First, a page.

A properly executed Will allows the person who executed the Will (known as a “testator”) to nominate someone he or she trusts to carry out the testator’s wishes. This nominated person is referred to as an “Executor”, and the Executor is granted the power to act on behalf of the testator’s estate by the Surrogate’s Court.
Upon the death of the testator, the customary procedure is that the nominated Executor submits the testator’s Will and other required documentation to the Surrogate’s Court to allow the Will to be probated. Once the Surrogate’s Court reviews the documentation provided and the Will is determined to be valid, the Court will issue a certificate called “Letters Testamentary” to the Executor to formalize the Executor’s official appointment to the role. An Executor has no power to act for the estate until the testator has received these Letters Testamentary. The general duties an Executor typically faces are as follows: to identify and gather the decedent’s assets, to utilize the decedent’s assets to pay all of the decedent’s debts, taxes, and any costs incurred due of the administration of the decedent’s estate, as well as to protect estate assets, and ultimately, to distribute the estate assets according to the terms set out in the Will.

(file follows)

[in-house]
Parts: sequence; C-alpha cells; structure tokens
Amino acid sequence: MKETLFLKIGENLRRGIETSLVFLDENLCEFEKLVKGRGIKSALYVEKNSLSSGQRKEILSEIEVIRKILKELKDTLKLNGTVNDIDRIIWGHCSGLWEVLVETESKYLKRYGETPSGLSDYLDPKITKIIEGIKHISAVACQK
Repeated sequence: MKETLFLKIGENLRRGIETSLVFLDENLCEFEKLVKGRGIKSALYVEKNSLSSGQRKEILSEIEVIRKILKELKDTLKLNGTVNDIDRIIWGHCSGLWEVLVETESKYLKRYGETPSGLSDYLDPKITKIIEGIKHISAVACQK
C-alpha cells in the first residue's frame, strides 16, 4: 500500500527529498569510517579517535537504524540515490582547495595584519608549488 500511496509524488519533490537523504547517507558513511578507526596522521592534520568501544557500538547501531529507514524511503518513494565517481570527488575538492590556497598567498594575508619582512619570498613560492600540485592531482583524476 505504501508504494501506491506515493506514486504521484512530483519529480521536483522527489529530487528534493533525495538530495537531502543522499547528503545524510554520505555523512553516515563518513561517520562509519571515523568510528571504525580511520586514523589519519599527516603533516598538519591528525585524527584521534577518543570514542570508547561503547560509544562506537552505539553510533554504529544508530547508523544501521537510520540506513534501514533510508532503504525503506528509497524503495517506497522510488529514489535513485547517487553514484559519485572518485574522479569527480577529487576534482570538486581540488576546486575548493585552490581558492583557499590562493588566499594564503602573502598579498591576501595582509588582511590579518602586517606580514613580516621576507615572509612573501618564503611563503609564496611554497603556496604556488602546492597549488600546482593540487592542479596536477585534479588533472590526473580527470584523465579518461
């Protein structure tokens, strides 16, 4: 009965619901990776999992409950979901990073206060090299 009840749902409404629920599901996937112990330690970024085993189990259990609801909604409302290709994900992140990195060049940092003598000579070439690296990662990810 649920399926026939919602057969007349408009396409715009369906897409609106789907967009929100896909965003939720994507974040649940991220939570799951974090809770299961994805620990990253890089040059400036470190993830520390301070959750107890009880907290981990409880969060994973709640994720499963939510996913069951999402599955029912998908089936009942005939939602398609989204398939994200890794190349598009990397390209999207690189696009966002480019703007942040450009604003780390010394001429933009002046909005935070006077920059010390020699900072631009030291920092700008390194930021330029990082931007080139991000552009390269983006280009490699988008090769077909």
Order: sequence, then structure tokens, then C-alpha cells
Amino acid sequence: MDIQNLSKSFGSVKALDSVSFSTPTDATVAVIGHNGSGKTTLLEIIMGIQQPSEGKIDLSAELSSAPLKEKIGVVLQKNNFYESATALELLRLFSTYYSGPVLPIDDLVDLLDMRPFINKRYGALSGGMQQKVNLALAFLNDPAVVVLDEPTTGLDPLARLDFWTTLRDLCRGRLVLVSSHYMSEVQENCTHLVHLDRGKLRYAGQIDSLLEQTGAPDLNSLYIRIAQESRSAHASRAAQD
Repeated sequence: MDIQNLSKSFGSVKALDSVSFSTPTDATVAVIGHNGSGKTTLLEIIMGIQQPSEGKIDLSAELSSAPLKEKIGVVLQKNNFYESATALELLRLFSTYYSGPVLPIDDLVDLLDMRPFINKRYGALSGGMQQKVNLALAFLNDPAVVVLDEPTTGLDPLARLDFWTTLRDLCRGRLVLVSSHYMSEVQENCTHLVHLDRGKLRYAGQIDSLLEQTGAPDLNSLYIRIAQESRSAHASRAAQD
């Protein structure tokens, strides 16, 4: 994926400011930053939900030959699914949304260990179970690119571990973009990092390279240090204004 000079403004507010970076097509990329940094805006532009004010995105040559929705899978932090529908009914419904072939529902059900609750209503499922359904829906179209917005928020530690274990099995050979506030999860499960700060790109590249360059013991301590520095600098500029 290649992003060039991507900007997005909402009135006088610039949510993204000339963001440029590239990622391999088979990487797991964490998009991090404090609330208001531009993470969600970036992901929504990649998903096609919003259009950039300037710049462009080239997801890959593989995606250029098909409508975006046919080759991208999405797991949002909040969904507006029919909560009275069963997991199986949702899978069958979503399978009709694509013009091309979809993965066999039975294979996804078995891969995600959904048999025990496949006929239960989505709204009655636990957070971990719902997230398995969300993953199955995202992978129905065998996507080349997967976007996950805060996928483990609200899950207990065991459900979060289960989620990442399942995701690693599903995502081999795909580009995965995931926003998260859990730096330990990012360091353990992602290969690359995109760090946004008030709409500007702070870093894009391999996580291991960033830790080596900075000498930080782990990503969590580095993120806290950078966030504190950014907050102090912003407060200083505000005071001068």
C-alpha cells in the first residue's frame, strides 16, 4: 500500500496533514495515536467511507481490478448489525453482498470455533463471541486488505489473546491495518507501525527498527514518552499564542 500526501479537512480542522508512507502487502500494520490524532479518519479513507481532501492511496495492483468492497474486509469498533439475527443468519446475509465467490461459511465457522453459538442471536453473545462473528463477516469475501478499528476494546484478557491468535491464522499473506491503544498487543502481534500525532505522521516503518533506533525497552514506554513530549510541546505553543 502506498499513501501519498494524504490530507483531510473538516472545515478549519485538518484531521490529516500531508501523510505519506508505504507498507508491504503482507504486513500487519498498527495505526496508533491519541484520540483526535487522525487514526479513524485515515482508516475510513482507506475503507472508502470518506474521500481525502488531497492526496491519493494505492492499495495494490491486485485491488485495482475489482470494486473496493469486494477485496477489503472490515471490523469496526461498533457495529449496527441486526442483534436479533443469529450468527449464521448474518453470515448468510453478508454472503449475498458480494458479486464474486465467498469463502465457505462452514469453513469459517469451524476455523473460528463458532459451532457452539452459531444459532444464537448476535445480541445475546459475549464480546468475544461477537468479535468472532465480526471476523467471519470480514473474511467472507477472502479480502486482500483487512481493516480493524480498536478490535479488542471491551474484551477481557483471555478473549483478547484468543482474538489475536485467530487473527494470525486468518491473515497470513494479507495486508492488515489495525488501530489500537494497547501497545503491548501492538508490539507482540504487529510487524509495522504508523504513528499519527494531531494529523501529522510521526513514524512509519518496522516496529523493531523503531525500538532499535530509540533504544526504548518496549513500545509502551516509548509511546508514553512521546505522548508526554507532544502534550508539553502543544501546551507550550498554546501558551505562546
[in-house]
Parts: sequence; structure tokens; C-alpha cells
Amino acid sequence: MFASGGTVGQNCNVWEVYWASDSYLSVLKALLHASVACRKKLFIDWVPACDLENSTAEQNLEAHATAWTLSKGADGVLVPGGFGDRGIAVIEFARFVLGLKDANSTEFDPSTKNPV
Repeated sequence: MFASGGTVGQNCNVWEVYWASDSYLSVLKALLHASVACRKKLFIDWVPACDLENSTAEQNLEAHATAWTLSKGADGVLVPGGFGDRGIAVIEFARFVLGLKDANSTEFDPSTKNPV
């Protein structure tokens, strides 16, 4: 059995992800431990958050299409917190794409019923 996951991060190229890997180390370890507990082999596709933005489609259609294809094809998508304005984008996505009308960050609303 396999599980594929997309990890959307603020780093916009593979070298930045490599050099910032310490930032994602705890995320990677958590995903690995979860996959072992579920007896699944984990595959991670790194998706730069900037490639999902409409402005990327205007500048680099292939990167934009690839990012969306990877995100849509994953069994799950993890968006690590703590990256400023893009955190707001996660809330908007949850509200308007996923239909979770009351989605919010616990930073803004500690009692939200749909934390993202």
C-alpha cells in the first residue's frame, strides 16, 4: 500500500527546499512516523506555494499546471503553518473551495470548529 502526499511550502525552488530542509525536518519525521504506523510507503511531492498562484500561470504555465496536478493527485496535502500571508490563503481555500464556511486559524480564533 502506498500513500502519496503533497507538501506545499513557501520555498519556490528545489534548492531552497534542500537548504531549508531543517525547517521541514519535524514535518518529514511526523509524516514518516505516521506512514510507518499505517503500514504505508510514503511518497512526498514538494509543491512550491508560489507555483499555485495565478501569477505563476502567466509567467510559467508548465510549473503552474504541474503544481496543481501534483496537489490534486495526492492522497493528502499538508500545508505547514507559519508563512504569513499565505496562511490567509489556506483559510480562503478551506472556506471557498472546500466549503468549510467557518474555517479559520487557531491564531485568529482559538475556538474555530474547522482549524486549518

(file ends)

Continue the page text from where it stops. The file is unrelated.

There are occasions when the probate of a Will can be delayed. A few examples are as follows: someone with legal standing may choose to contest the validity of the testator’s Will; or a more-lengthy search for the next of kin of the decedent is necessary to properly notify all interested parties that the Will is being offered for probate. When a delay is anticipated, or even when there is no significant delay, but actions need to be taken immediately to protect estate assets, the nominated Executor can file a petition with the Surrogate’s Court seeking “Preliminary Letters Testamentary”. Once a Preliminary Executor has been appointed, the estate administration can move forward pending the probate of the Will and the Court’s issuance of Letters Testamentary to the nominated Executor. A Preliminary Executor, for example, may be responsible for paying estate taxes and debts, collecting assets, and safeguarding the estate assets. It is common for the Preliminary Executor to be granted all the powers of an appointed Executor, except that the Preliminary Executor is not permitted to distribute estate assets to beneficiaries.